Methods: Using ethnographic methodology the first author spent 270 days over a 30-month period in a Greek town with the aim of exploring occupation. Observations, experiences of participation, conversations, and a small number of interviews formed the primary data, supported by photographs, local documents and websites. The narrative form of daily life (Ricoeur, 2008) was analysed to develop a narrative of occupation in the town, with occupation as the action of the narrative. Ethics approval was obtained.

Results: A transactional perspective underpinned the understanding of occupation that emerged. Occupation in the town was a dynamic and multidimensional process, which worked to maintain not only the self, but also the family and the social fabric, the latter through collective occupation. Collective occupation included: informal daily encounters in public spaces that (re)constructed occupational networks enabling experiences of trust, sharing and information exchange; participation in local associations embedding experiences of protest and organisation; and community celebrations and events embedding experiences of enhanced emotional expression.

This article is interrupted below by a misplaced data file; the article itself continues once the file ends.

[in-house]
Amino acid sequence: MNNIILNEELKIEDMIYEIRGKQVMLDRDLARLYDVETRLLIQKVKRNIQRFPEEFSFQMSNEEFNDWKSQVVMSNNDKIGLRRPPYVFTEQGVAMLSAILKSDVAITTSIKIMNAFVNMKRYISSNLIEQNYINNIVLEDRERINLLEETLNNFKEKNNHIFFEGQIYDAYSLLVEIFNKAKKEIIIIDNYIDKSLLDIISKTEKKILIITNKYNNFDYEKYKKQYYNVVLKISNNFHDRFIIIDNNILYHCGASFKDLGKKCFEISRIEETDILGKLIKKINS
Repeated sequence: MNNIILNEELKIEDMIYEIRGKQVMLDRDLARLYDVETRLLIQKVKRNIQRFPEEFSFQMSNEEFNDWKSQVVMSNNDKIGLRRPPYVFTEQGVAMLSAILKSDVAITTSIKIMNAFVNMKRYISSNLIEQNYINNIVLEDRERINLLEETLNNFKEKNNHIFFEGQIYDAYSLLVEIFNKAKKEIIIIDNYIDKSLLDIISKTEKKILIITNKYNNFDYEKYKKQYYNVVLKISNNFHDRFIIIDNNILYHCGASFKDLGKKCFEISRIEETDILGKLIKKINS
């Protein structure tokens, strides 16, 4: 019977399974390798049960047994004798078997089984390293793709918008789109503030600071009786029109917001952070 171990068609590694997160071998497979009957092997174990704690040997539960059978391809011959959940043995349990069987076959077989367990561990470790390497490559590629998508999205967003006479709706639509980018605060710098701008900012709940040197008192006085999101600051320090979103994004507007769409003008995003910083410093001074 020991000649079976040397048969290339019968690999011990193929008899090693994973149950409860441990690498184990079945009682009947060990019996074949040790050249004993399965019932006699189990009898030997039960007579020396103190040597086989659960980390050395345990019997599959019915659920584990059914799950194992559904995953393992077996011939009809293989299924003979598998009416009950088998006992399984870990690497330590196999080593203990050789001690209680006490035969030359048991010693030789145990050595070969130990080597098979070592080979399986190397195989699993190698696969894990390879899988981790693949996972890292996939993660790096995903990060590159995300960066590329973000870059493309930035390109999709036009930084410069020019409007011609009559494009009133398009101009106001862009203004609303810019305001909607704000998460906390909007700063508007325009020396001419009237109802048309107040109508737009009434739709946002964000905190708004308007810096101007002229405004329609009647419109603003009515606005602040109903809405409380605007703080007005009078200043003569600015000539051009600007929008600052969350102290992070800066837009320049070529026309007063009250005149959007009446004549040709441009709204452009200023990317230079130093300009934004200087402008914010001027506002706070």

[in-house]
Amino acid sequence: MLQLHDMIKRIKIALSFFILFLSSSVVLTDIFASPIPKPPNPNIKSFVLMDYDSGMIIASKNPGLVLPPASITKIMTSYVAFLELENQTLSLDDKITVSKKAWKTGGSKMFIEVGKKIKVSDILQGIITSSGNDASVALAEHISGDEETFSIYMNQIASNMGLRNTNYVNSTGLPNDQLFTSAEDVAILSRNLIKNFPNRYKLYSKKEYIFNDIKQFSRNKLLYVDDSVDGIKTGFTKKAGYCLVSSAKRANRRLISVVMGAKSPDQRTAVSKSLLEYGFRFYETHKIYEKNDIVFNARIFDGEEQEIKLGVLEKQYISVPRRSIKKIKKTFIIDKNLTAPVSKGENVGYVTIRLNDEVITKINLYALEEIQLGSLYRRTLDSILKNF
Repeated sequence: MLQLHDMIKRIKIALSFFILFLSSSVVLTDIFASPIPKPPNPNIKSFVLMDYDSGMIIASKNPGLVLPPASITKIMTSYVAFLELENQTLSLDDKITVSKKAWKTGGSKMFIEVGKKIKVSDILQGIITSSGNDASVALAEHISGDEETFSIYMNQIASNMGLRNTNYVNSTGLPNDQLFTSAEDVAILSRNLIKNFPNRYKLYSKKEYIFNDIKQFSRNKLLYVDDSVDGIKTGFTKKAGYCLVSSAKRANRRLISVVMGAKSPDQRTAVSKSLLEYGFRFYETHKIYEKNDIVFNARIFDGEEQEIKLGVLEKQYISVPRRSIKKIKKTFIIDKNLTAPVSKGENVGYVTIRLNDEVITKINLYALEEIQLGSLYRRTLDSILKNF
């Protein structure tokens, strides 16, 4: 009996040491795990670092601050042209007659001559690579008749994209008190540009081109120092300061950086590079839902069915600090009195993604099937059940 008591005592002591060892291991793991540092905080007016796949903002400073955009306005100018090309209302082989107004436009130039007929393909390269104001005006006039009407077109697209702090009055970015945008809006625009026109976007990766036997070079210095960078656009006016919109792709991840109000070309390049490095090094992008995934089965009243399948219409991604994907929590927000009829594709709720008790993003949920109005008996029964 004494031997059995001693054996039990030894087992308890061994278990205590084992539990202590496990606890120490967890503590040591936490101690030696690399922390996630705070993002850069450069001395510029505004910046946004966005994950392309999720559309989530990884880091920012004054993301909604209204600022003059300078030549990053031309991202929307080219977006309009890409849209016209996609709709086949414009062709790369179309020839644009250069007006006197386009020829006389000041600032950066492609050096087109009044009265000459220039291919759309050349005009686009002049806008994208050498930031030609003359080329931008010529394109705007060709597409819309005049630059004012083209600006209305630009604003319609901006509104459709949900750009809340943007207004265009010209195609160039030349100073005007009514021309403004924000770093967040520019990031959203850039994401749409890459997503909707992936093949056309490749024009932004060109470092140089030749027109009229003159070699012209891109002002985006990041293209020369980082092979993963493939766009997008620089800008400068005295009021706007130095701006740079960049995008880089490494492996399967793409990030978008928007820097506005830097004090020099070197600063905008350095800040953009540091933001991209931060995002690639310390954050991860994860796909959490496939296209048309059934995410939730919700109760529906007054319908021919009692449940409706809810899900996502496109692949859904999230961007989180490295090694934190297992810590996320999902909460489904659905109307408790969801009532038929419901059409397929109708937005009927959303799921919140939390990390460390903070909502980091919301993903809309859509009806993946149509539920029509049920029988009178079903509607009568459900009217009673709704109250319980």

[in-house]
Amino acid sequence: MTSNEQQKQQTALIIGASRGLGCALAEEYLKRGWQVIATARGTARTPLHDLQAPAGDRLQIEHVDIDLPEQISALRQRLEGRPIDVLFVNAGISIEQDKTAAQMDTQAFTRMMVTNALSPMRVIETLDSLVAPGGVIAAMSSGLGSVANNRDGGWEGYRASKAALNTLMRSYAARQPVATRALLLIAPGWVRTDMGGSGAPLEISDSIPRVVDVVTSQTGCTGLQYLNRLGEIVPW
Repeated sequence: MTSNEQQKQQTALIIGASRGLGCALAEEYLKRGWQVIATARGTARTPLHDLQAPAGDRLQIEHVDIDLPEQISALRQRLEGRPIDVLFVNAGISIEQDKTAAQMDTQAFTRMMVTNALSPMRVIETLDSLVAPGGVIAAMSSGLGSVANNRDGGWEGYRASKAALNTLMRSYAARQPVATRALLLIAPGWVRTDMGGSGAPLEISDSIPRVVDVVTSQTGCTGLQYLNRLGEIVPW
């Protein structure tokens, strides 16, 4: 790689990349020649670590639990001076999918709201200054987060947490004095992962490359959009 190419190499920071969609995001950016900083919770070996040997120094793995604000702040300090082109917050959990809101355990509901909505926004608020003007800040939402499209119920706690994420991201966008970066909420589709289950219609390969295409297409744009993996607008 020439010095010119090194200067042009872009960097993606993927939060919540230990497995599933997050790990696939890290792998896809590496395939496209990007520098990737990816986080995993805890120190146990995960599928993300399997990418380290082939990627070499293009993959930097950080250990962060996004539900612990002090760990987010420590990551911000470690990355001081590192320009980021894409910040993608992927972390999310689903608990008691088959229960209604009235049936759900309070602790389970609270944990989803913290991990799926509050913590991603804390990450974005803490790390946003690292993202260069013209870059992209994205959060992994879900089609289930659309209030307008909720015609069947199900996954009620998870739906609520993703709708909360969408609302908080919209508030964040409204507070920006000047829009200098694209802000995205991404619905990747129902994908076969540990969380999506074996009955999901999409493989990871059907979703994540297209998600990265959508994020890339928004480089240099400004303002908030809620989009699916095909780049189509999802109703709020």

Conclusion: The power present in the potential of people acting together, recognised since Aristotle’s writings on the polis, was evident in collective occupation in the town. It enabled experiences beyond that of the individual, working to construct and maintain the particular social fabric of the town, promoting not only flourishing but also marginalisation and discrimination.

Contribution to occupational science: This study contributes to the current exploration of collective occupation, particularly in understanding the power of collective agency and its importance in constructing living spaces which can promote flourishing.

Key words: Greece, social fabric, power